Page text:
The prospect of selecting the right glass for the right wine can be a challenge if you’re uninitiated in the world of wine. In general, wine glasses are categorized as Red Wine Glasses, White Wine Glasses or Champagne Glasses, but among enthusiasts, these broader categories can be broken down even further. For example, the broader category of “Red Wine Glass” can include Bordeaux Glasses, Pinot Noir Glasses, Beaujolais Glasses and even Chianti Glasses. With seemingly infinite variations in style and pattern, lines quickly become blurred and it’s easy to get hung up on wine glass classification, or what I call “glassification.”
When making a decision for your tabletop, it’s helpful to know about the basic form and function of the most popular wine glass patterns. Wine glasses are almost always formed with a stem, a foot and a bowl. Wine is served in stemware, primarily to prevent the transfer of body heat from hand to beverage.
The shape of the bowl serves additional functions:
Narrower bowl: helps maintain serving temperature of chilled wine
Narrower openings: concentrates the aroma of wine just below the nose
Wider bowl and opening: allows for maximum oxidation, believed to enhance flavor and aroma
Taper or curve: delivers wine to that part of the tongue where the beverage will be most enjoyed
A little knowledge and some common sense helps when making a decision. But remember that just as oenophiles may differ on the best wine and food pairings, so too can they differ on the best wine and glass pairings. Don’t forget to give a nod to personal preference and style when selecting the best wine glass for your holiday table.
Below are some general descriptions and images of the primary wine glass patterns.
WINE GLASSES – Primary Patterns
An iconic design, it features a wide shallow bowl atop a stem. The wide surface area allows carbonation to dissipate quickly, perhaps too quickly for the currently popular dry champagnes. For this reason, it has largely been replaced by the Champagne Flute (see below). The Coupe may still be acceptable for sweeter champagnes and sparkling wines. It also lends a certain festive appeal to weddings and special events where they are occasionally stacked to create Champagne Fountains. The Coupe is also occasionally used for cocktails such as daiquiris.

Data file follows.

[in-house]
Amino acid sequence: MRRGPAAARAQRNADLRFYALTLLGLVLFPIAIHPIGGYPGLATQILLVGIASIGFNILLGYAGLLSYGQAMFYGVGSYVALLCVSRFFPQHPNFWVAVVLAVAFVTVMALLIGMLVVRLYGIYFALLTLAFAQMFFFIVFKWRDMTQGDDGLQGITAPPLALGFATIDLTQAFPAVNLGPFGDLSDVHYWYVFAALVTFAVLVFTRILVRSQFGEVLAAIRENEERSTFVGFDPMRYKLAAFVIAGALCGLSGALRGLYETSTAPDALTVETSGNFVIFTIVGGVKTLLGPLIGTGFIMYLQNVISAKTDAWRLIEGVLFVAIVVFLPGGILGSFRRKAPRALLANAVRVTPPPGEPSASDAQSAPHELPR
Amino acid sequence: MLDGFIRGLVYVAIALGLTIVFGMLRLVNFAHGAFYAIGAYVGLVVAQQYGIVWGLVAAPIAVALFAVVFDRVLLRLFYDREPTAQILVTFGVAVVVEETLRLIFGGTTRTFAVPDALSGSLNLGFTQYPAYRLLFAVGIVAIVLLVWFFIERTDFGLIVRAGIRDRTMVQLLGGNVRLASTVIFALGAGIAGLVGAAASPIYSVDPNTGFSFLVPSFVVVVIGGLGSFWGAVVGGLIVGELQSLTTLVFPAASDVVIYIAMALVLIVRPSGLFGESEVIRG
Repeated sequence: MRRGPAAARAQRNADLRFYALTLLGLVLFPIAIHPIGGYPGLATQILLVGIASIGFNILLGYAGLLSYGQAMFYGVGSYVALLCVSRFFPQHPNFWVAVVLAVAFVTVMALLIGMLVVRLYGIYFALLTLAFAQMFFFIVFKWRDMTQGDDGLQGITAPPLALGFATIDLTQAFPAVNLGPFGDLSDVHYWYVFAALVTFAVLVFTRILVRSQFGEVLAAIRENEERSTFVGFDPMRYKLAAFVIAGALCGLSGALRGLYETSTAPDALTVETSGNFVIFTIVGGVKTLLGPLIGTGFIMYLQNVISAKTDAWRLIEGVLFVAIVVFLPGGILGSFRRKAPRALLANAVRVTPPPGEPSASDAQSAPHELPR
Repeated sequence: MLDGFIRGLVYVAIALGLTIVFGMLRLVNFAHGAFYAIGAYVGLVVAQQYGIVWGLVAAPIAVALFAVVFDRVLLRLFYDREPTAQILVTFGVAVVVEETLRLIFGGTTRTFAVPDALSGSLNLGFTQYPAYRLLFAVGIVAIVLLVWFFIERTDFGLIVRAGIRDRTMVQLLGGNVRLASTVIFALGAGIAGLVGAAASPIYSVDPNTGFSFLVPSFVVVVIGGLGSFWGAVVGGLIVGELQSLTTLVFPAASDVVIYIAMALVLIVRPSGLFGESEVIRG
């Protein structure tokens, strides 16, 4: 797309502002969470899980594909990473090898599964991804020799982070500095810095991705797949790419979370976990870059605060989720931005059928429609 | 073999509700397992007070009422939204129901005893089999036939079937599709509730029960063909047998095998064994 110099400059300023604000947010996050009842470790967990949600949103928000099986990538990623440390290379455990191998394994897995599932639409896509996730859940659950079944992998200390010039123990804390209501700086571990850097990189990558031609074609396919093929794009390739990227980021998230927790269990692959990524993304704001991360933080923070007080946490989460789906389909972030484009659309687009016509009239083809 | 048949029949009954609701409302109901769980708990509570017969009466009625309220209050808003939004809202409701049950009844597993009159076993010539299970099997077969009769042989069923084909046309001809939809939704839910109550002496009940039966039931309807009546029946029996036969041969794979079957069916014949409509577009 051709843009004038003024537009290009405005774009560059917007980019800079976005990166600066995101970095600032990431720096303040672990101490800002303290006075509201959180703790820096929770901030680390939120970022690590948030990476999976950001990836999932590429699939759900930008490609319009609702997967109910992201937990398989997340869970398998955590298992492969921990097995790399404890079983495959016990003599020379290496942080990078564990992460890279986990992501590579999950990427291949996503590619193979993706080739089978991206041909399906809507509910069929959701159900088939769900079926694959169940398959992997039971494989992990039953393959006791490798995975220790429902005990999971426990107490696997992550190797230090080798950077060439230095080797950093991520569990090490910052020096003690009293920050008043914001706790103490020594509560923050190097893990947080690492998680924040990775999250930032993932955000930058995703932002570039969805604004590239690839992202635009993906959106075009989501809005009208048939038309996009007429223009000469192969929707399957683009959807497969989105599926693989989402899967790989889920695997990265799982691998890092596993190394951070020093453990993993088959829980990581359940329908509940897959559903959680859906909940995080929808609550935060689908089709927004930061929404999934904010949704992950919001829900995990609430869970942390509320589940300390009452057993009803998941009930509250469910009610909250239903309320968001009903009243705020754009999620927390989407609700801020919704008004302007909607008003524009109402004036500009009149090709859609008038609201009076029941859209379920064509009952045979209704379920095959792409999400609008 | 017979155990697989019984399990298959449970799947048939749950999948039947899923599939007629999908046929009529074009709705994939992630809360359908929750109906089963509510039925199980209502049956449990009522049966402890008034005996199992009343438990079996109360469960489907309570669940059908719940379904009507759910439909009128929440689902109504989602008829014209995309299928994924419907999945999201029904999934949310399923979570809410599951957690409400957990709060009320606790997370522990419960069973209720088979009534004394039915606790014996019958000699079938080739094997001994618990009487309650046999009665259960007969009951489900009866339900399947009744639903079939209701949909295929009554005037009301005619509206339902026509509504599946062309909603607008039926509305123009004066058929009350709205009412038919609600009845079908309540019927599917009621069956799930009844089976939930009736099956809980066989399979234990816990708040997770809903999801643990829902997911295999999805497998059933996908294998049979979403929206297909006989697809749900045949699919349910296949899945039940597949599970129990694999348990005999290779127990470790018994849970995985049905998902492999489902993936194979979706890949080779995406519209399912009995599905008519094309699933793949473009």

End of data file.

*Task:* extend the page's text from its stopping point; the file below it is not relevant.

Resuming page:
Features a very tall and narrow tulip or trumpet shaped bowl atop a shorter stem. With less surface area exposed at the opening of the glass, the primary design characteristics help maintain the carbonation in the champagne while pouring and drinking. The tall design also gives the bubbles more distance to travel from bottom to top, enhancing the visual appeal of the beverage. Champagne Flutes, if sturdy enough, can also be used to serve mousse or trifle.
Resembles a downsized White Wine glass, with a capacity of 4 to 6 oz. It is said that too large of an opening “allows the fruit to escape” while too narrow of an opening doesn’t allow it to breathe. A standard “U” shape bowl, or tulip shaped bowl is popular. Although true port enthusiasts may object, port can be served in a small to medium sized brandy snifter in lieu of a Port Glass.
Red Wine Glasses
Round and wide with an opening that is smaller than the widest part of the bowl, some variations are broader at the base tapering upward toward the opening. Either shape should provide plenty of surface area for oxidation. This is particularly important for red wine drinkers. Red Wine Glasses can also be used to serve a variety of appetizers and desserts.
Sherry, a fortified wine, is usually served in smaller portions, hence smaller glasses. The traditional Spanish “Copita” has either a “U” or tulip shaped bowl with a capacity of 3 to 4 ounces. Although true sherry enthusiasts may object, sherry can also be served in a Port Glass or even a small White Wine Glass. Sherry Glasses are also used for aromatic aperitifs, cordials and layered shots.
White Wine Glasses